Bowel polyps are small growths on the inner lining of the large intestine (colon) or rectum.
Bowel polyps are very common, affecting around 1 in 4 people aged 50 or over.
They're slightly more common in men.
Some people develop just 1 polyp, while others may have a few.
Bowel polyps do not usually cause any symptoms, so most people with polyps will not know they have them.
They're often picked up during screening for bowel cancer.
But some larger polyps can cause:
- a small amount of slime (mucus) or blood in your poo (rectal bleeding)
- diarrhoea or constipation
- pain in your tummy (abdominal pain)
Polyps do not usually turn into cancer. But if some types of polyps (called adenomas) are not removed, there's a chance they may eventually become cancerous.
Doctors believe that most bowel cancers develop from adenoma polyps.
But very few polyps will turn into cancer, and it takes many years for this to happen.
Because of the risk of bowel polyps developing into cancer, your doctor will always recommend getting polyps treated.
There are several methods for treating polyps. The most common procedure involves physically removing the polyp using a wire loop.
This happens during a procedure called a colonoscopy. During a colonoscopy a flexible tube called a colonoscope is passed through your bottom and up into your bowel.
The colonoscope has a wire attached to it through which an electric current is passed. The wire is used to either burn off (cauterise) or cut off (snare) the polyp. Both methods are painless.
Rarely, surgery may be needed to treat polyps by removing part of the bowel.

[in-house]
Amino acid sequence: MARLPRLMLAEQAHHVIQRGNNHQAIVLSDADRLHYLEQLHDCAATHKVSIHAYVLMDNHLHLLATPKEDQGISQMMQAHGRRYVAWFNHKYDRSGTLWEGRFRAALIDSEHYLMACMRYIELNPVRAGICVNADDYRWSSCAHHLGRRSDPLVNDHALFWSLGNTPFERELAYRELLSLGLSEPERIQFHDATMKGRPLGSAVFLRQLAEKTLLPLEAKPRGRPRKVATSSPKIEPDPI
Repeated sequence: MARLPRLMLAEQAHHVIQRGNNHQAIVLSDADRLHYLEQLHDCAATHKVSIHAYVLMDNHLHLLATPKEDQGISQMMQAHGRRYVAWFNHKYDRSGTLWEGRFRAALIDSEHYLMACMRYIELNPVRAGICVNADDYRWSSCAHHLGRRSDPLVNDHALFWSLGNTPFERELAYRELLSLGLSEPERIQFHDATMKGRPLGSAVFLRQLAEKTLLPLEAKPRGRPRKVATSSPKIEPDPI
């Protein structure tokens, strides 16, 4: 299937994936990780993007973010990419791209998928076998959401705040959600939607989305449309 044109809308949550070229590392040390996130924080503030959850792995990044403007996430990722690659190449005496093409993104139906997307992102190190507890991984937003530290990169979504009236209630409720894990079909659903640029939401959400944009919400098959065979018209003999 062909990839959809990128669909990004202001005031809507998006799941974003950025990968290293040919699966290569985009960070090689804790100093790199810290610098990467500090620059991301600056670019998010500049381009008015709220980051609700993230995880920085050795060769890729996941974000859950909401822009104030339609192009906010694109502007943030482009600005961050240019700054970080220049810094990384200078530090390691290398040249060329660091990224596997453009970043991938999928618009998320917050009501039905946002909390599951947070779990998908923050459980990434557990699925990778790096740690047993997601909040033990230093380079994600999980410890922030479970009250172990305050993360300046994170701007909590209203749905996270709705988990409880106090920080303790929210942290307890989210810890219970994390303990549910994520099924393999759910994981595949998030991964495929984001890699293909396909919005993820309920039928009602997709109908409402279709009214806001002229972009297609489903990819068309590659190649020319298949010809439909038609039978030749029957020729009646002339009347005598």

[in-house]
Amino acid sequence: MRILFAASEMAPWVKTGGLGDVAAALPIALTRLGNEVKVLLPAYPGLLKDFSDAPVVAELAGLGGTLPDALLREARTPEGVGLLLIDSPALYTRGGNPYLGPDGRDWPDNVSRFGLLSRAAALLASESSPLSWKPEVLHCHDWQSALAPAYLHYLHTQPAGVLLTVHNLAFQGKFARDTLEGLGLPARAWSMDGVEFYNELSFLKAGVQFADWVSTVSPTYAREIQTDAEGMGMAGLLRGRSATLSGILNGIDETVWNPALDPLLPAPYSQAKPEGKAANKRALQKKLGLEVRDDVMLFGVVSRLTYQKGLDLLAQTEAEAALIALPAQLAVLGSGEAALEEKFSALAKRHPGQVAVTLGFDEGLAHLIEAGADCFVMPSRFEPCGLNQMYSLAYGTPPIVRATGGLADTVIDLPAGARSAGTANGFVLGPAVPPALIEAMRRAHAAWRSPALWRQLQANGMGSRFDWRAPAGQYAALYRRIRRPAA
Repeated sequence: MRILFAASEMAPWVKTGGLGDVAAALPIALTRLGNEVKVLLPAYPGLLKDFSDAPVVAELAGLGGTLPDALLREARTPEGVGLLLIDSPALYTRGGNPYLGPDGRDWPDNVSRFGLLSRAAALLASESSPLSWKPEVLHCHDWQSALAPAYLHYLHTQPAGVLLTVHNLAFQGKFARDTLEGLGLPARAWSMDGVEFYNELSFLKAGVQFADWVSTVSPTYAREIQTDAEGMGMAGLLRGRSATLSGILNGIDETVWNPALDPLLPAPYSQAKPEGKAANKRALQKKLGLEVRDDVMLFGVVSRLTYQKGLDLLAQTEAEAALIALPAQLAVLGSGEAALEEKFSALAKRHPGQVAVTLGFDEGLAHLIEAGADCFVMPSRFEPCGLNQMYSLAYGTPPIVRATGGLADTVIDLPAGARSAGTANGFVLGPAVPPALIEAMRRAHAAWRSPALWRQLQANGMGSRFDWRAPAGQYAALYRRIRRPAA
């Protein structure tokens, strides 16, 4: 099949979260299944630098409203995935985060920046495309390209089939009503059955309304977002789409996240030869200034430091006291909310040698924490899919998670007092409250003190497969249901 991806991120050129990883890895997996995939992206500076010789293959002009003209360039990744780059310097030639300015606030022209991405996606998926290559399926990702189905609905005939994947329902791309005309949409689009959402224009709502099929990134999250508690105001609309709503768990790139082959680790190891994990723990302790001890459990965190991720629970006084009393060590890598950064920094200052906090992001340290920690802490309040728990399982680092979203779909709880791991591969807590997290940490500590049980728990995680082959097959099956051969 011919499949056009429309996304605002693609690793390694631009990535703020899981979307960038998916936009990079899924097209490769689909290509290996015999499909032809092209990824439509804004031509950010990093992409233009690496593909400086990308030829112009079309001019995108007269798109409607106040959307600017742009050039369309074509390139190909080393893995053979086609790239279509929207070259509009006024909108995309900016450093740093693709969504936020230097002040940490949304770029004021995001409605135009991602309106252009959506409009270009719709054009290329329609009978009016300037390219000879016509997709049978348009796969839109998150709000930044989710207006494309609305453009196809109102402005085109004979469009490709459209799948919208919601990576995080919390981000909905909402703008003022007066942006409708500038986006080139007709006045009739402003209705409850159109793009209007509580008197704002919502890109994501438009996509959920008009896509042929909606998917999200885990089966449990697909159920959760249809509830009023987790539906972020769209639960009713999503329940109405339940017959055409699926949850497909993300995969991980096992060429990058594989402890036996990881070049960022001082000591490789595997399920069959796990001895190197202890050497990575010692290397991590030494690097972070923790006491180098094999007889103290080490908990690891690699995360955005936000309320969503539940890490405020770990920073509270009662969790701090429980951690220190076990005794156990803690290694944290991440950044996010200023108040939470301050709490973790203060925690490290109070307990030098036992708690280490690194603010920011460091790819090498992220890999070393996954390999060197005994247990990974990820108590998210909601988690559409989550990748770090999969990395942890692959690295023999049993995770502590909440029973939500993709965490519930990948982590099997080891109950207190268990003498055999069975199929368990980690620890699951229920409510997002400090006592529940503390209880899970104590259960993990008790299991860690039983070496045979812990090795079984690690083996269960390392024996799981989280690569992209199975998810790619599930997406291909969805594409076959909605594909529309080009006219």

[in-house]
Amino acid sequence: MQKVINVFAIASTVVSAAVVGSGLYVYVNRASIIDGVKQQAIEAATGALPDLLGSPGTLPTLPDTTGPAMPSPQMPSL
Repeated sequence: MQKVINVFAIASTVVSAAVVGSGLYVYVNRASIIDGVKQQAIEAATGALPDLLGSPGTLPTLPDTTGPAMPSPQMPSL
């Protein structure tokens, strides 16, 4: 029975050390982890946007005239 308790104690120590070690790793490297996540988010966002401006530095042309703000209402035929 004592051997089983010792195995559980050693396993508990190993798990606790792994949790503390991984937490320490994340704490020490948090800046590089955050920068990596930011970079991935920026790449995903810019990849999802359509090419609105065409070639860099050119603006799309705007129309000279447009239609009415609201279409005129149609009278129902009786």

This is usually only done when:
- the polyp has some cell changes
- the polyp is very large
- there are lots of polyps
After the polyp or polyps have been removed, they're sent to specialists in a laboratory, who'll inform your consultant if:
- the polyp has been completely removed
- there's any risk of it regrowing
- there's any cancerous change in the polyp
If there's a cancerous change in the polyp, you may need further treatment (depending on the degree and extent of change).
Your specialist will be able to advise you about this.
The exact cause of bowel polyps is not known. It's thought they're caused by the body producing too many cells in the lining of the bowel.
These extra cells then form into a bump, which is the polyp.
You may be more likely to develop bowel polyps if:
- a member of your family has had bowel polyps or bowel cancer
- you have a condition that affects your gut, such as colitis or Crohn's disease
- you're overweight or smoke
Bowel polyps are usually found when your bowel is being looked at for another reason or during screening for bowel cancer.
If polyps are found, a colonoscopy or CT colonography is needed to view the whole of the large bowel and remove the polyps.
Some people with a certain type of polyp may be at risk of it coming back in the future (recurring).
Depending on the results of your diagnosis your doctor may recommend you return for further testing in 1 to 5 years.
This is to catch any further polyps that may develop and potentially turn into bowel cancer.